Meeting at Midnight
Meeting at Midnight is the second in Silhouette Desire’s new Man Talk promotion of books written from the hero’s perspective. It’s also written in the first-person POV, which I like perhaps more than many other readers, and the latest by Eileen Wilks, one of the better series authors writing today. As an added bonus, it has a paranormal element, always a plus for me. I had high hopes for this book, but it didn’t really live up to them.
One night, Ben McClain’s truck slides off an icy road, flipping and rolling over in a crash that nearly kills him. He manages to get himself out of the smashed vehicle and stumbles back onto the road, where a woman comes to his aid. In his daze, he thinks he sees her begin to glow, and believes she must be an angel.
When he awakes in the hospital, he is able to meet his savior. Seely Jones isn’t really an angel. She is a waitress, at least she was until she responded to her boss’s advances by tossing a plate of food all over him. After being fired, she was heading home when she came across Ben on the road. He is determined to leave the hospital as soon as possible, and in order to convince his family to let him go home, he asks Seely to come work for him as a nurse to relieve their fears. He also wants to know more about the woman, who he suspects has other secrets she won’t reveal.
This is a decent read. The writing is sharp. The plot is mostly well developed. So it took me a while to find out why I found the book strangely uninvolving. A big reason is the first-person format, which is more of a hindrance than a help in this case. First-person can offer an immediacy or insight into the character that third-person can’t. In this case, it offers neither. Ben is a fairly bland character, and reading about these events from his perspective wasn’t all that interesting. He doesn’t have a distinctive voice, and the unique P.O.V. really doesn’t let the reader into his head any more than a more conventional story would. He would have been just as developed, if not more, in third person as he was telling his own story in his own voice. Nearly every “I” could have been changed to “he” and “my” to “his” and so on and it wouldn’t really have made any difference.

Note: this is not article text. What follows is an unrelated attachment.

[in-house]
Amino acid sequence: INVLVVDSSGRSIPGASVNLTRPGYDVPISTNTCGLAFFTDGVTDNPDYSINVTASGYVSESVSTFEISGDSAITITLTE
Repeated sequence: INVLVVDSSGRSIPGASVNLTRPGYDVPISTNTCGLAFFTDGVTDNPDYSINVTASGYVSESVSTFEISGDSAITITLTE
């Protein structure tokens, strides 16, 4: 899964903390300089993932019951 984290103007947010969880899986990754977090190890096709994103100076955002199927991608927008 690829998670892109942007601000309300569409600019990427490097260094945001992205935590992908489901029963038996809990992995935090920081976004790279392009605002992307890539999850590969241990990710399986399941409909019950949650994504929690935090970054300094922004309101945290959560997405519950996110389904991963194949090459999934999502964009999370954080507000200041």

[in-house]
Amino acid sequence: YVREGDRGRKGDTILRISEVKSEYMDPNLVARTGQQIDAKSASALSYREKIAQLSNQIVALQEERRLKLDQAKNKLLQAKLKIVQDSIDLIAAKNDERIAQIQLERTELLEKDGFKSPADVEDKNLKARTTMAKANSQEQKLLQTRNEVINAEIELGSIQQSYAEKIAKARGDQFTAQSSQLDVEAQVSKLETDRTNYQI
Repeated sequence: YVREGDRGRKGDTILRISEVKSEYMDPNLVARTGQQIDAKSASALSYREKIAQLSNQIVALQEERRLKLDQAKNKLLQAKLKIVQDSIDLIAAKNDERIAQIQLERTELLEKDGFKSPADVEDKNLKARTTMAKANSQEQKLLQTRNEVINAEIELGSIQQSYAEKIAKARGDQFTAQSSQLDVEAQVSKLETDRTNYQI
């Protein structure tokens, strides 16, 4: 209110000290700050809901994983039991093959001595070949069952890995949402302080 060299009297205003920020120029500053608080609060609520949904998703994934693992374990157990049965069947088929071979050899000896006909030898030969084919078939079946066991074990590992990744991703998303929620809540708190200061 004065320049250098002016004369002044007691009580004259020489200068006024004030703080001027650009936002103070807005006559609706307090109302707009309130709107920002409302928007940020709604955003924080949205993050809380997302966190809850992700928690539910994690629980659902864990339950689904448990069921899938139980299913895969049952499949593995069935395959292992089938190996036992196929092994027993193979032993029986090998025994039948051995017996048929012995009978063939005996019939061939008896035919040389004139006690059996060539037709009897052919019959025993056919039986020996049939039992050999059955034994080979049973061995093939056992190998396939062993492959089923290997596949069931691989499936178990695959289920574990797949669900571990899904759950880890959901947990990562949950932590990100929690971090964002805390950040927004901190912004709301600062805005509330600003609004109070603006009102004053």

First-person doesn’t add anything, but it does subtract it, since there are no scenes from Seely’s perspective. This is a problem, because she’s actually the more interesting character. By the end, after spending all of the book in Ben’s P.O.V. and none in Seely’s, she still felt more vivid and compelling than he did. Normally, first- person is a good choice when one character is supposed to be mysterious. That’s why it’s used in so many Gothics. Except Seely never comes across as that mysterious. There’s no sense of mystery in the story, because the reader pretty much knows the truth about Seely within the first few chapters. Ben does too. For much of the story she just seems like a nice, perfectly normal (although we know otherwise) woman whose head we’re being kept out of for no good reason.
The book improves in its final third, when some conflict emerges. Unsurprisingly, once the truth about Seely is revealed and the characters begin to deal with it, the story becomes more interesting. I liked the last few chapters a great deal.
Meeting at Midnight is an acceptable read, but one that falls short of all the promise it contains. Readers who have been following the stories of the McClain siblings (I enjoyed the last book, Midnight Choices, much more than this one) may want to see Ben’s story. It’s too bad it’s only moderately entertaining instead of the truly compelling story it could have been.